The youngest of the brothers, Airman 1st Class Khongsinh Savathvongxay, a health administration specialist assigned to the 118th Medical Group, enlisted in April 2018. He is the only son who shares his grandfather’s last name because his mother wanted him to carry on her family’s legacy.

When not in uniform, Khongsinh works part-time jobs, as a medical scribe at an orthopedic clinic and as a grocery clerk. Using his Air National Guard education benefits, he’s preparing for the Medical College Admission Test and plans to complete a bachelor’s degree in biochemistry. He hopes to become a medical officer.

Khongsinh appreciates the opportunity to serve with his brothers. “I think it’s fantastic we are all at the same base,” he said. “There’s a sense of pride and morale when you work with family. ... It provides a sense of joy.”

With two of his brothers on board, next to join the wing was Senior Airman Anourath Phimphivong, an analyst assigned to the 246th Intelligence Squadron, who decided to enlist in May 2019.

“The Air Force is a pathway for me because it gives me the opportunity to discover what I want to do and what I’m good at,” said Anourath. “I share an interest in computers, and it was easier to make that connection with the Air Force versus joining another branch.” Like his other brothers, he chose the 118th Wing because it allowed him to serve close to home.

Anourath works as a retail associate and holds an associate’s degree, with plans to develop skills in the plumbing trade and complete his bachelor’s degree.

“I know many people in my unit who work tech jobs and hold management positions because of their degrees,” he said. “I look up to them because they’re a positive influence on me. They encourage me to continually improve my overall life.”

Serving in the same wing has helped harmonize the Phimphivong brothers’ relationships. “My oldest brother always tries to set us up with opportunities,” said Anourath. “He always gives positive feedback on how to approach what I want to do. He is very supportive.”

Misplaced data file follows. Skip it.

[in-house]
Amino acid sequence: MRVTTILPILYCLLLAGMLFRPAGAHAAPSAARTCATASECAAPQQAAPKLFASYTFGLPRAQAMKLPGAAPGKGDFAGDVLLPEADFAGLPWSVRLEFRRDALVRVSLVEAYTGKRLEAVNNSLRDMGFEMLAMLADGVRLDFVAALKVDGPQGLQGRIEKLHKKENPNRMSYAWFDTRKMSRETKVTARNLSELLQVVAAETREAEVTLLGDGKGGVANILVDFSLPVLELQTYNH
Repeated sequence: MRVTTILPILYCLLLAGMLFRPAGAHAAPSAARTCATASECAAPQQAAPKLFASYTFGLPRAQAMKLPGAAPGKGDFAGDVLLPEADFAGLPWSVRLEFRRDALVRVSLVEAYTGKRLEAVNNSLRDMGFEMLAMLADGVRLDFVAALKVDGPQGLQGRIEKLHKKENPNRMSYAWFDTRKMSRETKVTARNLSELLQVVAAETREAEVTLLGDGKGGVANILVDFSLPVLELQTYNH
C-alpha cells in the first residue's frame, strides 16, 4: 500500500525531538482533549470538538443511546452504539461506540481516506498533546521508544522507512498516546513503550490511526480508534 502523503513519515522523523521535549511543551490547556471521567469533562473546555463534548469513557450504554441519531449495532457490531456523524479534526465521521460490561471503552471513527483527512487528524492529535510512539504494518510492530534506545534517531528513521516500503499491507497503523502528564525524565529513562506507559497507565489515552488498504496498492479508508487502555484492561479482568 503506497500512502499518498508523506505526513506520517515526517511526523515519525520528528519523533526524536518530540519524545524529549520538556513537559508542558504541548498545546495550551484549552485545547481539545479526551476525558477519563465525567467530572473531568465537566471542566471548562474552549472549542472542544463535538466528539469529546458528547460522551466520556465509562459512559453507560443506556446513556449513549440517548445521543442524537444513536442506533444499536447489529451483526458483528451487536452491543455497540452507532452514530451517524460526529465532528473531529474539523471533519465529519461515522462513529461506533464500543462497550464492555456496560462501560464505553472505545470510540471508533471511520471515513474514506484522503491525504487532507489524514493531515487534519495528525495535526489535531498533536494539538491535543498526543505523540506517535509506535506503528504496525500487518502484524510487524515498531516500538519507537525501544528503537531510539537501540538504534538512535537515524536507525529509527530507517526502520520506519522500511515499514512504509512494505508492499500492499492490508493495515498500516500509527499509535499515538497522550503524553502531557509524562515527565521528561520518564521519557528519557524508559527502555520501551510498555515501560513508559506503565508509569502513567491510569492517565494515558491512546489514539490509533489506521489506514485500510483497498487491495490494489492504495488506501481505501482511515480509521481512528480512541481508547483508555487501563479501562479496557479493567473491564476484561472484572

Lastly, Airman 1st Class Olay Phimphivong, a geospatial intelligence analyst assigned to the 237th Intelligence, Surveillance and Reconnaissance Squadron, enlisted in June 2019. Despite three brothers serving in the wing, Olay says there’s no sibling rivalry. “We check in on each other and converse about military life, but beyond that, it’s strictly supporting each other.”

Olay plans to use the Tennessee Strong Act and GI Bill benefits to further his education in electrical engineering. “I like learning new and challenging parts of my career field,” he said. “I want to help bring the new tools we learn back to the field and leave it better than how we found it.”

Reflecting on the collectivist culture they grew up embracing and the Air Force’s culture of integrity first, one of the most important life lessons Olay has learned is team effort.

“We don’t succeed by being individuals, but by trusting and relying on others to accomplish the mission and taking care of one another,” he said. “Communication is key to learning and being successful in our line of work.”

It’s rare to have four siblings serving in the same wing simultaneously. However, a fifth brother, Oli — Olay’s twin — is considering joining in 2023.

“I’m still pretty numb to the idea that five out of six siblings will be serving our country and all of us at the same wing,” said Olay. “I know it’s very unique and special, but we haven’t really dwelled on how truly special it is.”